The Basics of Visual Communication: Marketing Strategies for a Visual World

Visual Communication Illustration with Eye and Icons

Visual communication lives all around us, from our social feeds to the billboards we pass on a highway. Whether it’s produced by your in-house team or a creative agency, great visual communication is more than a basic image — it captivates, informs, and leaves viewers wanting more. But producing high-quality visual marketing content is no easy task. It requires a profound understanding of how to produce content that can achieve specific goals and reach key audiences. 

While it may seem challenging to produce high-quality visuals, it’s well worth your while. The quality and content of the visual communication content you produce can have a substantial impact on your business. But don’t worry — this article is designed to start you on your journey. We’ll share pivotal data on how humans respond to visual communication, and explain how and when to use a variety of visual content. We’ll even outline how to manage a visual content project.  

So whether you’re planning a visual marketing campaign, rethinking your brand identity, or preparing for a conference, here’s everything you need to know to ensure your content produces real results.

What Is Visual Communication?

The definition of visual communication written by the team at Killer Visual Strategies actually appears in several textbooks. So, to kick off this post, we’d like to share the full definition here: 

Visual communication graphically represents information to efficiently and effectively create meaning.

This may sound simple enough. But the successful visualization of information isn’t easy, and requires a great deal of training and practice. As we’ll see later, visual communication isn’t the same as graphic design, because the latter doesn’t place the same emphasis on the accurate presentation of data and information. That’s why all visual communication designers are graphic designers, but not all graphic designers are visual communicators. 

As hard as it can be to create a successful visual communication design, interpreting visual information quickly is actually something that comes quite naturally to us. In fact, by one estimate, visuals communicate information 60,000x faster than text.

A Brief History of Visual Communication

Cave paintings with early visual communication

When you think about visual communication, what comes to mind? The latest viral meme? A text message composed entirely of emojis? These are just a few basic examples of the types of visual communication we encounter every day. 

But this type of content actually has been around for much longer. Take cave paintings, cuneiform writing, or hieroglyphics. Using an image as a symbol or form of communication is central to how humans communicate.

Visual marketing strategy statistic

More recently, scholars and activists have used visual communication to chronicle history, track the spread of disease, and measure socioeconomic disparities. The applications of visual communication and data visualization are wide-ranging across countless industries.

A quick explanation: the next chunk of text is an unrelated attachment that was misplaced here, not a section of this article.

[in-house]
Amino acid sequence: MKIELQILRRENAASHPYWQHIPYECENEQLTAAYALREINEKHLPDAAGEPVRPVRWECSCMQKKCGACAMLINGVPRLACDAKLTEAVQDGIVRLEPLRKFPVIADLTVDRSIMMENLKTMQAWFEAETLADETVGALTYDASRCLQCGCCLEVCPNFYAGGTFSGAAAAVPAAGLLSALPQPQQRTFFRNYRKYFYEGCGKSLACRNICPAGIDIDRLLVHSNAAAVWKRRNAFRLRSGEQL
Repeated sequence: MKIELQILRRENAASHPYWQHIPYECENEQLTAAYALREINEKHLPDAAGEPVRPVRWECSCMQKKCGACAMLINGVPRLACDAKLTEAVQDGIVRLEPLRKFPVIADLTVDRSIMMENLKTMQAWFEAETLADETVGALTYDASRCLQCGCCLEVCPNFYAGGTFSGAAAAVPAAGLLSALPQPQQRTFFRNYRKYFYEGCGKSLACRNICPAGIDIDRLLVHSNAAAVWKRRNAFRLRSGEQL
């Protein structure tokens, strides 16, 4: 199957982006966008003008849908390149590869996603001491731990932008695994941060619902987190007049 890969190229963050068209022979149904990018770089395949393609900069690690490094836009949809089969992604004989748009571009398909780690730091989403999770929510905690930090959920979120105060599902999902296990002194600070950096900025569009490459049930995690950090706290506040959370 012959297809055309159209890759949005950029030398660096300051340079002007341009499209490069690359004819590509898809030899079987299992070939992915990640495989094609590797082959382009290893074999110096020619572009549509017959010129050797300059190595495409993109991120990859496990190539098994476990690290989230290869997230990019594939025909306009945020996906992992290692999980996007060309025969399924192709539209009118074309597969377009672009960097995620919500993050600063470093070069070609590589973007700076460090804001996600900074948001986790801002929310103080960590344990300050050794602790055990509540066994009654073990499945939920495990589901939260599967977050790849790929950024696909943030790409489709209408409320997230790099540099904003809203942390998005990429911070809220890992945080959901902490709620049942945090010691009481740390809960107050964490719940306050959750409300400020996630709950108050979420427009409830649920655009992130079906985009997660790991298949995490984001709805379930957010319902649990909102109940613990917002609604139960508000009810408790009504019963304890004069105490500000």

Meanwhile, the spread of technology and communication has created an uptick in the ways we use visuals to communicate. And today, marketers rely on visual communication to drive their marketing strategies. Infographics, data visualizations, and other visual content have changed the way we read, share, and talk about information across industries and audiences.

The Basics of Visual Communication, Data Visualization, and Graphic Design

Today’s marketers and marketing agencies have a variety of visual tools at their disposal, from visual communication to data visualization to graphic design. But it can be easy to confuse these terms. What’s more, if you hire graphic designers to do work that only trained visual communicators are qualified to do, you might find yourself with a beautiful design that fails to deliver your message. 

That’s why the first step to knowing the right move for your brand is to understand the differences so you can figure out what you need. Let’s take a look at the differences.

data visualization icon

Data Visualization

Data visualization is just what it sounds like: a visual representation of hard numbers. These are individual charts or graphs that take data and present it in a visual format. Data viz can be included in a larger piece of visual communication, but one data visualization on its own may struggle to deliver a more complex message or story. This is why data viz elements are often combined to create an infographic, motion graphic, or other type of visual communication.

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Graphic Design

Graphic design is a visually driven medium in which a variety of design elements are combined to create a piece of artwork, an advertisement, marketing collateral, or other types of content. A single piece of graphic design often aims to achieve a cohesive aesthetic by following industry best practices and creating a particular mood or tone.

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Visual Communication